How Personal Clouds are Different — Subject-oriented, not service-oriented
This is obviously heresy. For years, there has been broad agreement across the entire IT industry that “services” (in the sense of software-as-a-service, APIs etc) are the fundamental building blocks to create things, and that every piece of software that isn’t already service-oriented will either die or have to be re-architected immediately to avoid irrelevance.
The trouble with service orientation is that it leads to data fragmentation. For example, on the consumer web, I might use the Flickr service for photo sharing, the blogger service for blogging, the gmail service for e-mail and so forth. How many usernames and passwords to such services am I supposed to remember? And worse, how am I supposed to remember where I posted the picture from my friend’s wedding last year? Was it flickr or Facebook or my personal blog?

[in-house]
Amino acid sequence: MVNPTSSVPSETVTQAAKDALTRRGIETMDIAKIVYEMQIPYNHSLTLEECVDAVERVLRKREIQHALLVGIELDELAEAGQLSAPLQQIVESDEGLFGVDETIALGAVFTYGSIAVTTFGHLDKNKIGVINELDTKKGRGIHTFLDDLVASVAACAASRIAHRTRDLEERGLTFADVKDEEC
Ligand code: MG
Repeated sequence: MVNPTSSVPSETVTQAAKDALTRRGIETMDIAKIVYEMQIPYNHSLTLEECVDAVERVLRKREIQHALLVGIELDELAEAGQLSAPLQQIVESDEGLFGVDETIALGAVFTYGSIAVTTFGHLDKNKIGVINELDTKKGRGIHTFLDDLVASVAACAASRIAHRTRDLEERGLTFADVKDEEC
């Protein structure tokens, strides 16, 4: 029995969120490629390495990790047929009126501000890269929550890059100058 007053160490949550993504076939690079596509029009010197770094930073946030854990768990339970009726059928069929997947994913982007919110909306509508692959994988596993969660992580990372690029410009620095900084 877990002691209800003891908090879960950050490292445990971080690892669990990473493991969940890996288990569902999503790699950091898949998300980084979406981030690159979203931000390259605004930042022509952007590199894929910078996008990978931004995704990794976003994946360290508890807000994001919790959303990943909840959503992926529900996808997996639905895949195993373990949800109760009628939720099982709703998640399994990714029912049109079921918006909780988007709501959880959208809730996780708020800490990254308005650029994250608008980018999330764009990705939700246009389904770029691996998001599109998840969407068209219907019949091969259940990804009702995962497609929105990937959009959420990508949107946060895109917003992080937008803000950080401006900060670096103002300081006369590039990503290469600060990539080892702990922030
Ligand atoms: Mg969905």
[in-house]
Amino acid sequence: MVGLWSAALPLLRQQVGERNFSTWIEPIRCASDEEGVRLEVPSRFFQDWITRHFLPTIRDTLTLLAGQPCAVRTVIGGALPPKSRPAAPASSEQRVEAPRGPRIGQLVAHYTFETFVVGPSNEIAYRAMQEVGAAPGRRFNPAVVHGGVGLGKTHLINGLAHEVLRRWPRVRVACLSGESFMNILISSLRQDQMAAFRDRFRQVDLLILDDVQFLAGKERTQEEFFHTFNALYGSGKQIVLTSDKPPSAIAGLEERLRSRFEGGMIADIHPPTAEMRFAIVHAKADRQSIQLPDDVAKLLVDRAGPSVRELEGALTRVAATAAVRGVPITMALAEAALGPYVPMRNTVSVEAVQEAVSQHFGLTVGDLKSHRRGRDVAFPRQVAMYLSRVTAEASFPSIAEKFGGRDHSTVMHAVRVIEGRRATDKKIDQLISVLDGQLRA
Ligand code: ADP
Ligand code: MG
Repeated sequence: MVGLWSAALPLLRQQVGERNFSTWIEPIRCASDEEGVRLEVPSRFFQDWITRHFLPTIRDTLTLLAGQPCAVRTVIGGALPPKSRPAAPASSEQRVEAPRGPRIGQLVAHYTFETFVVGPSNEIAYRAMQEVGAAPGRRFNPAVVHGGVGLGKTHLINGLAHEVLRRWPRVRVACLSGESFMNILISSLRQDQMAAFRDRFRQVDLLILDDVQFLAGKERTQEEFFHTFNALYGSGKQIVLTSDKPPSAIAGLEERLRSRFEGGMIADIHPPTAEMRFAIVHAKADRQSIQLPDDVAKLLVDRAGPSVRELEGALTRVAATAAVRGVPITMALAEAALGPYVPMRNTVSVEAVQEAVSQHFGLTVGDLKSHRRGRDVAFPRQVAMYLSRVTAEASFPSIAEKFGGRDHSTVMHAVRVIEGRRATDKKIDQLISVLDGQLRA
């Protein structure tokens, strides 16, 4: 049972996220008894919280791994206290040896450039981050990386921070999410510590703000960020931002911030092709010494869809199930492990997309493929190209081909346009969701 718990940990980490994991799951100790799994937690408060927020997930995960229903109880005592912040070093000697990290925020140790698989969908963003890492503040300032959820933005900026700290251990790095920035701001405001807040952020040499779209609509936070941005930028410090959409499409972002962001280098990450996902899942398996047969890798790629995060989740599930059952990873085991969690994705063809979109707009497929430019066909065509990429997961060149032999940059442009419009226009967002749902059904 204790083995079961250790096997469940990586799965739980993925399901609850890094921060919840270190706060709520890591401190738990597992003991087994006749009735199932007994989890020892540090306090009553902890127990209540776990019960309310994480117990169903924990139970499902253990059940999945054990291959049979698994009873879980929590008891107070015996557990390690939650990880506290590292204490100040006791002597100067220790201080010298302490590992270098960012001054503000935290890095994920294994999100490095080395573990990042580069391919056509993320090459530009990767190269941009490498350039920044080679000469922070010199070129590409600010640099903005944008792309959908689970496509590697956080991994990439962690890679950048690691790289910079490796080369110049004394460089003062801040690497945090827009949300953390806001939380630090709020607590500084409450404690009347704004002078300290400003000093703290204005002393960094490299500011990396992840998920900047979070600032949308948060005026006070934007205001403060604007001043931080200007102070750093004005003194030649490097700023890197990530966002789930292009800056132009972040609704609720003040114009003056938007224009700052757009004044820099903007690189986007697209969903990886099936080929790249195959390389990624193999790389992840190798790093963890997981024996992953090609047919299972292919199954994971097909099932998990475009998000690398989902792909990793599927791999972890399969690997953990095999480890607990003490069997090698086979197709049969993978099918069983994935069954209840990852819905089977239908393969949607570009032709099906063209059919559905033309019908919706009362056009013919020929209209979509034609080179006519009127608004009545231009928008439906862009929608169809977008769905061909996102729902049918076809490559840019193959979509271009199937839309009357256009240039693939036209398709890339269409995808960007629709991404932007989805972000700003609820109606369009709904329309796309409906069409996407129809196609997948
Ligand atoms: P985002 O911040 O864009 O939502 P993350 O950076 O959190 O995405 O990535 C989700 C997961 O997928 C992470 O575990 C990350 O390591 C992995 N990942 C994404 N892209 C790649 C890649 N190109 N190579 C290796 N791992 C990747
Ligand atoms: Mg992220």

Service-orientation is great for those people who build services. (Hmm, that’s kind of obvious.) It is not so great for those people who have to use them because of fragmentation: of data, of login information, of user experience.
Enter personal clouds. Personal clouds are the opposite, in that they are subject-oriented, i.e. they are built around the subject they deal with. My personal cloud has everything in it that relates to me. My pool‘s personal cloud has everything in it that relates to my pool. My community’s personal cloud has everything related to my community. This is a structure that makes sense to me, the user.
Sorry, techies, but it is more important that the structure makes sense to the user than that it is easier for the techies. I’m sure one can bring service-oriented services into subject-centric personal clouds without going back to fragmentation. Because subject-orientation is so much better for the users, and that’s another reason why we need Personal Clouds.